Baptism by fire
They say history has a way of repeating itself, but this is downright uncanny. I mean even neon and Wayfarers took a good 20 years to rear their ugly heads again.
But 10 years was all it took to relive that sinking, helpless feeling of watching a hillside go up in smoke. Sure, given last winter, we can’t say that we weren’t expecting it. But when my husband texted me photos shortly after 4 p.m. on Friday as he made his way back from Telluride, I couldn’t help reliving the shock I felt 10 years ago. As I came around the bend at the bottom of Shalona Hill and saw the surreal scene of 40-foot flames shooting up Missionary Ridge, my heart jumped into my throat and then immediately sank like a bowling ball to the bottom of a sea of despair. And now those feelings returned as I looked at the photo and accompanying text on my phone.
“I think this is where Barry’s house is,” it read, referring to a thick plume of smoke billowing like a mushroom cloud against the familiar backdrop of Mancos.
Barry was an old friend who we ended up buying our current house from seven years ago. He and his wife, Doreen, traded in city life for the more peaceful climes of Mancos, some acreage and their dream house – an off-the-grid straw bale in the piñon and juniper built from the ground up. But now, that dream appeared to be going up in smoke. (Last I heard, it hadn’t. Keep your fingers crossed – we’re pullin for ya.)
There were other friends, too. Some in the town of Mancos, and others in Cherry Creek or tucked away along that idyllic stretch of Highway 160.
Perhaps that is what makes the sight of those flames so sickening – when it hits close to home, it’s like a punch in the gut.

But after the initial blow, like most Durangoans, I went to bed with an eerily beautiful blazing red sky, only to awake the next morning to the smell of a 7,000-acre campfire, a light dusting of ash and that unshakeable feeling of doom. Once again, I flashed back to the moment almost 10 years to the day that I sat at an outdoor cafe and watched incredulously as grey ash sputtered into my coffee. Despite being a 14-year resident at the time, the concept of an out-of-control wildlife burning mere miles from my home was a new phenomenon, and I was pretty sure the world was ending.

At least that’s how it seemed. See, in 2002, Durango was just recovering from the post-9/11 recession (like I said, uncanny, this history thing) when the fires hit.

For me personally, the timing could not have been worse. I had just quit my full-time job with benefits to pursue this crazy hare-brained scheme to start my own newspaper with my recently departed partner in crime, Will Sands.

Little did I know that my last two weeks of gainful employment would coincide with not one, but three wildfires raging throughout the area. As I said goodbye to a regular paycheck, matching 401(k) and health insurance and hello to a town gripped by fear and uncertainty, I wondered if the universe was playing a cruel joke.

Needless to say, it was not exactly prime time to start a business, let alone one that was so flammable. So gainfully unemployed, we bided the next several weeks pretending to be busy so as not to alarm our spouses, who were beginning to grow leery of our plan. We rented some space, bought computers and re-arranged office furniture until the feng shui was just right. And then, when we had exhausted every last option for biding our time, we just watched the skies and waited. Soon, days turned into weeks, and the bright-eyed pipe-dreaming turned into deep, dark soul-searching.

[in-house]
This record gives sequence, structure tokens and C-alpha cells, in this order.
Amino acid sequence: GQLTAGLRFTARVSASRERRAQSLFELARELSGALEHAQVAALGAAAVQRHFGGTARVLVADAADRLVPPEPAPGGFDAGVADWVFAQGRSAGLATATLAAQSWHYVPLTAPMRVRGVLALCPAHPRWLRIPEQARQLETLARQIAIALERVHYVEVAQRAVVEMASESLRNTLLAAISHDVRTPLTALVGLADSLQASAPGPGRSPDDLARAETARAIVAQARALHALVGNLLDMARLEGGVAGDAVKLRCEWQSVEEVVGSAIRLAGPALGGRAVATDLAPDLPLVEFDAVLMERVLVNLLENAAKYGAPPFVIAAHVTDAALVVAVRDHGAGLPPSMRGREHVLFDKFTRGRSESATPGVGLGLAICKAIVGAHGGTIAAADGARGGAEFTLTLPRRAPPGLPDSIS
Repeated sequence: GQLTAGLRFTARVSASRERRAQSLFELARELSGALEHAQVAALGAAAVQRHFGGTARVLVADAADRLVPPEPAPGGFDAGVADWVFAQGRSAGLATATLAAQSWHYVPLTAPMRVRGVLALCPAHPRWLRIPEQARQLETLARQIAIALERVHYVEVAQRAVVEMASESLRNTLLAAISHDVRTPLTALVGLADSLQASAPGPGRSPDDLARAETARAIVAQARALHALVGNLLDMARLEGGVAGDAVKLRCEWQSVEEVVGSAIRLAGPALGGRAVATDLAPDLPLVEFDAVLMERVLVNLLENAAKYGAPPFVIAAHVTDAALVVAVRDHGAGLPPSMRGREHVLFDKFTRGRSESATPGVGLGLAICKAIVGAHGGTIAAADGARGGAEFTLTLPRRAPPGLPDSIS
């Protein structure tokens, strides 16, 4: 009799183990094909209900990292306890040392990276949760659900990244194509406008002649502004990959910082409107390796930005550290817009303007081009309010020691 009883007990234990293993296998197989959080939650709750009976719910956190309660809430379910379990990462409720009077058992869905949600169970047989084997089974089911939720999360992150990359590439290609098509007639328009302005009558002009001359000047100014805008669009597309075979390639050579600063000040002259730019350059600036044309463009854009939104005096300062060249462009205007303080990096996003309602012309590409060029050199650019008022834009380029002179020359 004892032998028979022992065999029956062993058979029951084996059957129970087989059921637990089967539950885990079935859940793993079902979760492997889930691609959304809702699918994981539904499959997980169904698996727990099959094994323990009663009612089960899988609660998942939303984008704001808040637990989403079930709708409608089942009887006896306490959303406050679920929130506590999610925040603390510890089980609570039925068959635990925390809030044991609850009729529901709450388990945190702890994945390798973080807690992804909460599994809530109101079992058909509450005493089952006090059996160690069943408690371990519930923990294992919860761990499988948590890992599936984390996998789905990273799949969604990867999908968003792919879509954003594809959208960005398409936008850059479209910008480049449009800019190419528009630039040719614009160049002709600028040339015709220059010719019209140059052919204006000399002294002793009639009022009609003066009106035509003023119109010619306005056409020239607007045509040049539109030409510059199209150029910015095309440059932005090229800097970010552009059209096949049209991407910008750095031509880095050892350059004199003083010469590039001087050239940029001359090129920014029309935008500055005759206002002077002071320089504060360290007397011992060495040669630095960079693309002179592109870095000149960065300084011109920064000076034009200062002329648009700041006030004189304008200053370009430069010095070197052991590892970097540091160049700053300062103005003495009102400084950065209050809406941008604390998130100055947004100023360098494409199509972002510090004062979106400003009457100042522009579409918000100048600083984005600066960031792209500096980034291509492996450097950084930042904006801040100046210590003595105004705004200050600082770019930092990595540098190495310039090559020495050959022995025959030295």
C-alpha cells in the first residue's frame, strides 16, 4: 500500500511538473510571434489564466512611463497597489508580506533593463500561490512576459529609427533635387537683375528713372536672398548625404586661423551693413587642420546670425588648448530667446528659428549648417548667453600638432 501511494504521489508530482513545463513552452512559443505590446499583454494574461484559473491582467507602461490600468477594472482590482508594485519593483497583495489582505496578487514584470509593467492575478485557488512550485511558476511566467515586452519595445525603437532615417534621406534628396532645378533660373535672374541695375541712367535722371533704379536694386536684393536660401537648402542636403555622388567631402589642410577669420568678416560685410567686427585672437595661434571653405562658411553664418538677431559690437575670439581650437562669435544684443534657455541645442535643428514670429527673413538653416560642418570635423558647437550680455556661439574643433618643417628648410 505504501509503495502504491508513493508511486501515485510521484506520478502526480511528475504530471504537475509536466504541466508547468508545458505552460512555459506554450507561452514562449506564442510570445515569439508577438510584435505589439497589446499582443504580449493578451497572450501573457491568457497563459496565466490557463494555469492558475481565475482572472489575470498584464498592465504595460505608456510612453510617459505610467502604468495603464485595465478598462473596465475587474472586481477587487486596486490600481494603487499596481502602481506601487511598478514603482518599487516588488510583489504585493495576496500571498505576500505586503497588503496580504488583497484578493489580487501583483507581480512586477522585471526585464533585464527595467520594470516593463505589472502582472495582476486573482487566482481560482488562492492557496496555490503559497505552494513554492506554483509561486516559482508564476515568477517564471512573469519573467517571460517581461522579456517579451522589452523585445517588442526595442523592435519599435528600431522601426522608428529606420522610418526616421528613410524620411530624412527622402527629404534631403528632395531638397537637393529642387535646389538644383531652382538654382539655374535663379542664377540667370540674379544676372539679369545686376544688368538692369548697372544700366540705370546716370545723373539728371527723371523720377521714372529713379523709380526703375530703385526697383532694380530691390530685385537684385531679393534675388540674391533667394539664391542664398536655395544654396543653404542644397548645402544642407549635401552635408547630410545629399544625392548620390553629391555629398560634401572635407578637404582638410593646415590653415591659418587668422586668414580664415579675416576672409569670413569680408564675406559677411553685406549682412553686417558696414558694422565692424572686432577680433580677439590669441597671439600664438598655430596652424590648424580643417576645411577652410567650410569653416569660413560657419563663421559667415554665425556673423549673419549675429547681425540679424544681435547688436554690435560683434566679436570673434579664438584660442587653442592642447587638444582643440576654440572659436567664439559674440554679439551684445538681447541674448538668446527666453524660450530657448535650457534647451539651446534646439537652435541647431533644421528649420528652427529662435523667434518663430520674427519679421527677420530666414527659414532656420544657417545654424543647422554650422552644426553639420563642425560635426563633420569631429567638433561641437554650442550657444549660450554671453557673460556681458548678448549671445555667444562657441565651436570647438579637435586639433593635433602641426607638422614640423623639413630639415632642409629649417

Which was what brought me to cry into my ash-infused coffee that day. Not just because I had spent my last $1.50 on it, but because looking into that cup, I saw the sky falling – literally and figuratively.

Fortunately, the sky fell again a few days later, this time with something I hadn’t seen or smelled in so long it almost seemed foreign: rain. It was just a small sun shower, but I remember standing in the Albertsons parking lot (which is odd, since I don’t shop there, but then again depression makes people do strange things) and feeling an uncontrollable wave of relief wash over me. I’m pretty sure I just stood there and blubbered like a lunatic, until the cart boy began to wonder if I was having a mental breakdown. I eventually fumbled for my keys and opened the door, where I think I cried some more in the privacy of my own Subaru.

Thankfully, this latest ride on the wildfire roller coaster hasn’t been nearly as dramatic. For starters, I’ve been there, so to speak: walking the fiery depths of my own personal hell (extremely tame compared to most, I know) only to emerge slightly fried but intact. I’ve learned that as destructive and devastating as fire can be, it’s necessary. I’ll spare you the dime store psychology on how fire brings new life except to say my 9-year-old son  – and other members of the spring of 2003’s so-called “fire baby” boom – is living, breathing proof of that.

And this paper, which sprang from the ashes of the Missionary Ridge Fire 10 years ago, is yet another example.

I like to think that in a way, the fire helped to galvanize our steely resolve – as well as that of the entire community – to forge ahead in the face of adversity.

Or maybe it was just luck.

But whatever it was, every 10 years or so, it’s OK to raise your eyes to the heavens and say thanks. Even if it happens to be in the Albertsons parking lot and the cart boy is watching.

Missy Votel